Yesterday fall sunshine suffused our conference room at the Collegeville Institute.
I was “on deck” as the first scholar to present my findings and receive feedback on my project: Jubilación: Vocation in the Third Act of Life.
Having colleagues, a community of scholars who challenge and encourage you, is a gift at any stage in life.
In the Third Act years, too many people lack this gift.
My guess is that work is the only place many people experience any kind of community.
They aren’t like my new friends, Benedictine monks or nuns, who never retire and who live by the motto: “Ora et labora.” Prayer and work in community.
As I listened to my colleagues, I realized that my calling to learn and teach has never been solitary. Nor has it depended solely on any of the many jobs I’ve had or roles I’ve played.
I’ve never been without community, which means I’ve always had a larger framework for my vocation.
Today, I celebrate community and invite you to think with me about the multiple places we can go to experience it.
Below is the post I wrote for the Vocation Matters blog today. It starts out with some nostalgic candy and introduces a beautiful question:
Some of you remember these vintage candies with the enticing name: Now and Later. Have some now. Save some for later. They were the 1960s way of saying you can have your cake and eat it too.
We usually think of vocation as being about NOW. Listen for your calling, make a choice, and then follow it throughout your adulthood until retirement. But that’s an increasingly outmoded way of conceptualizing how vocation works.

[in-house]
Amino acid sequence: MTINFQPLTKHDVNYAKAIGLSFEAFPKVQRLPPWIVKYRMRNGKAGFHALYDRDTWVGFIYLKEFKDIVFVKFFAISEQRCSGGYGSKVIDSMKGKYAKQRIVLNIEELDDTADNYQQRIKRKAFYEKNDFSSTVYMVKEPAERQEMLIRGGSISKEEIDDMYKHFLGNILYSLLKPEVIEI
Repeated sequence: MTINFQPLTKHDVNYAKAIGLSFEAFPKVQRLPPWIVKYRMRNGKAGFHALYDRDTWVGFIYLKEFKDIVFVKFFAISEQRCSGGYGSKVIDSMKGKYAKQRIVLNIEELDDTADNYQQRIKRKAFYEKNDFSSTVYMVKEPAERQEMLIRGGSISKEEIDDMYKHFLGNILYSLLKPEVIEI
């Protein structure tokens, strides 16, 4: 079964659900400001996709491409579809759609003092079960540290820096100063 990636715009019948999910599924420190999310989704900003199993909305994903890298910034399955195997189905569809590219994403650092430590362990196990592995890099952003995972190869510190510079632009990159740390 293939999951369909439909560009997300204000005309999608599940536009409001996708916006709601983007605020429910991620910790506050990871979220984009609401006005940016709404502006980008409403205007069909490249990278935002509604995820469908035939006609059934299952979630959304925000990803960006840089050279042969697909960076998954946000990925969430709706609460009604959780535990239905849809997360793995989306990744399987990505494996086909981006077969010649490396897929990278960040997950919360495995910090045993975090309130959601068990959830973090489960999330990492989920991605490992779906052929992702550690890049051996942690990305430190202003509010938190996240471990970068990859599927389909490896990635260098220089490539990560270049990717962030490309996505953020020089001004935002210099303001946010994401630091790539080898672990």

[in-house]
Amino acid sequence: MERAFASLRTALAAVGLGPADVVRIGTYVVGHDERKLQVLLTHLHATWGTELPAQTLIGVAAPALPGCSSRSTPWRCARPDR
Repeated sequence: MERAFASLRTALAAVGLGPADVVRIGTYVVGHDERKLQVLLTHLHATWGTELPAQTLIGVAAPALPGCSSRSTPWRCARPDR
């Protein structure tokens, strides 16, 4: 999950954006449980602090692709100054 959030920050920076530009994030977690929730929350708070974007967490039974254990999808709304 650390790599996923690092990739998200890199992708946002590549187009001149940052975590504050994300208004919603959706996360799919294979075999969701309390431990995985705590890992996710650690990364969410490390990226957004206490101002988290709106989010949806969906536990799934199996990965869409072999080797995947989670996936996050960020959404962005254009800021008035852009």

What if we think of our callings as seeded at birth, confirmed in adulthood, and continued into old age all the way to the end? In other words, vocation is both being and becoming — both now and later. Evolving throughout the life cycle, vocation connects us with purpose: before, during, and after paid employment.
Sounds good, right? But how many people actually think this way? Especially while involved at the peak of their careers? If they think about post-employment living, it’s usually in financial terms. How much money do I need to make sure I don’t outlive my savings? We’d all like a definitive answer to that one, but most of us can’t be sure we have it. It’s not A More Beautiful Question, as Warren Berger might say.
To discover my answer to the beautiful question, click here to read the rest of the post.
Then come back and tell us your own experience with any of these topics: how do you find or create community in your life? Did you do anything, or are you doing something now, in middle age that helps you see your vocation as lifelong? Pray tell!